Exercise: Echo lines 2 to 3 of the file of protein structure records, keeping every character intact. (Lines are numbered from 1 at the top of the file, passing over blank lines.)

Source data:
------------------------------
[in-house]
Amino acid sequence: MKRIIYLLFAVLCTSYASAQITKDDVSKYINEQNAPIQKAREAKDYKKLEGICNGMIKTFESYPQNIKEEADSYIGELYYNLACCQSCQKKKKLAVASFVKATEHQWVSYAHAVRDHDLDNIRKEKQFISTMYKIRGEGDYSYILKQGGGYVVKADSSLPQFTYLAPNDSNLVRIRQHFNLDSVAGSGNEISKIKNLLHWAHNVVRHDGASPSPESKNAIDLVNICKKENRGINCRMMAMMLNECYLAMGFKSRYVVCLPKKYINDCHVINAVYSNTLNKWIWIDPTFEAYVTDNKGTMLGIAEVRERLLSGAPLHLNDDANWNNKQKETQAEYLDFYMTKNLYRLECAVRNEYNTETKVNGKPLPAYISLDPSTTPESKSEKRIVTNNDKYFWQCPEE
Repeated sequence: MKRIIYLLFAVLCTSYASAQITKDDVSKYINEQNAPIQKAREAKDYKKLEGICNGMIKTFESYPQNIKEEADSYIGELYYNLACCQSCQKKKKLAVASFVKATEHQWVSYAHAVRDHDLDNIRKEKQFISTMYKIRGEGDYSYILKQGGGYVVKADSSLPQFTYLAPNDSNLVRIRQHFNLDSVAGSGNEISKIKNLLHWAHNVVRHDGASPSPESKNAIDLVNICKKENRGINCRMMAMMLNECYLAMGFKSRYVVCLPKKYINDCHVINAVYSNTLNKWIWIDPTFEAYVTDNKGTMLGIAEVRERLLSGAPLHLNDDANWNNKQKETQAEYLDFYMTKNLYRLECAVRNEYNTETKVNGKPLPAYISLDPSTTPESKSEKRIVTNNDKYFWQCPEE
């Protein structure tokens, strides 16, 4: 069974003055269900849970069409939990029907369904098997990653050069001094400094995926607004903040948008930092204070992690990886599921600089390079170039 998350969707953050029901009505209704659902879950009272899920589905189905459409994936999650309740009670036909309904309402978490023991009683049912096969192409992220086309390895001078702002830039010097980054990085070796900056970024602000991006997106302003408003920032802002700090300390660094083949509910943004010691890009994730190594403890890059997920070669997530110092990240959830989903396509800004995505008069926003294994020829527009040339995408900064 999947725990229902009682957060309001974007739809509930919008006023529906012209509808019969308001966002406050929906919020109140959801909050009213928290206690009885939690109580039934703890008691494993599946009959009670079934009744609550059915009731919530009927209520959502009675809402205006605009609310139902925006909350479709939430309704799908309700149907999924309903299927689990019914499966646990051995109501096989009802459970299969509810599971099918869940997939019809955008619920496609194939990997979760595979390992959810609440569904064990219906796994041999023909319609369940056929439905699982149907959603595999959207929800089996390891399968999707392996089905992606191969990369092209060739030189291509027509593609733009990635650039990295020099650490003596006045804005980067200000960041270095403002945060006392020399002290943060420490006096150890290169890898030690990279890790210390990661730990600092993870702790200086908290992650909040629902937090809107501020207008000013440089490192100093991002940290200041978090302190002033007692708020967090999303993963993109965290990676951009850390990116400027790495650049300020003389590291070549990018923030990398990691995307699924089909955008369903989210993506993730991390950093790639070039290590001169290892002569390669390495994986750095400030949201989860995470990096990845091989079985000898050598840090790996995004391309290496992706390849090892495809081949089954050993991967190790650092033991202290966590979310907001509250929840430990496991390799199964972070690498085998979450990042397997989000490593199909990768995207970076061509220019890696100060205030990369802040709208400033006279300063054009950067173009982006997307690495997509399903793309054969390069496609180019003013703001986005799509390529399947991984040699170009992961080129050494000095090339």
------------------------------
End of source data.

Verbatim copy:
Amino acid sequence: MKRIIYLLFAVLCTSYASAQITKDDVSKYINEQNAPIQKAREAKDYKKLEGICNGMIKTFESYPQNIKEEADSYIGELYYNLACCQSCQKKKKLAVASFVKATEHQWVSYAHAVRDHDLDNIRKEKQFISTMYKIRGEGDYSYILKQGGGYVVKADSSLPQFTYLAPNDSNLVRIRQHFNLDSVAGSGNEISKIKNLLHWAHNVVRHDGASPSPESKNAIDLVNICKKENRGINCRMMAMMLNECYLAMGFKSRYVVCLPKKYINDCHVINAVYSNTLNKWIWIDPTFEAYVTDNKGTMLGIAEVRERLLSGAPLHLNDDANWNNKQKETQAEYLDFYMTKNLYRLECAVRNEYNTETKVNGKPLPAYISLDPSTTPESKSEKRIVTNNDKYFWQCPEE
Repeated sequence: MKRIIYLLFAVLCTSYASAQITKDDVSKYINEQNAPIQKAREAKDYKKLEGICNGMIKTFESYPQNIKEEADSYIGELYYNLACCQSCQKKKKLAVASFVKATEHQWVSYAHAVRDHDLDNIRKEKQFISTMYKIRGEGDYSYILKQGGGYVVKADSSLPQFTYLAPNDSNLVRIRQHFNLDSVAGSGNEISKIKNLLHWAHNVVRHDGASPSPESKNAIDLVNICKKENRGINCRMMAMMLNECYLAMGFKSRYVVCLPKKYINDCHVINAVYSNTLNKWIWIDPTFEAYVTDNKGTMLGIAEVRERLLSGAPLHLNDDANWNNKQKETQAEYLDFYMTKNLYRLECAVRNEYNTETKVNGKPLPAYISLDPSTTPESKSEKRIVTNNDKYFWQCPEE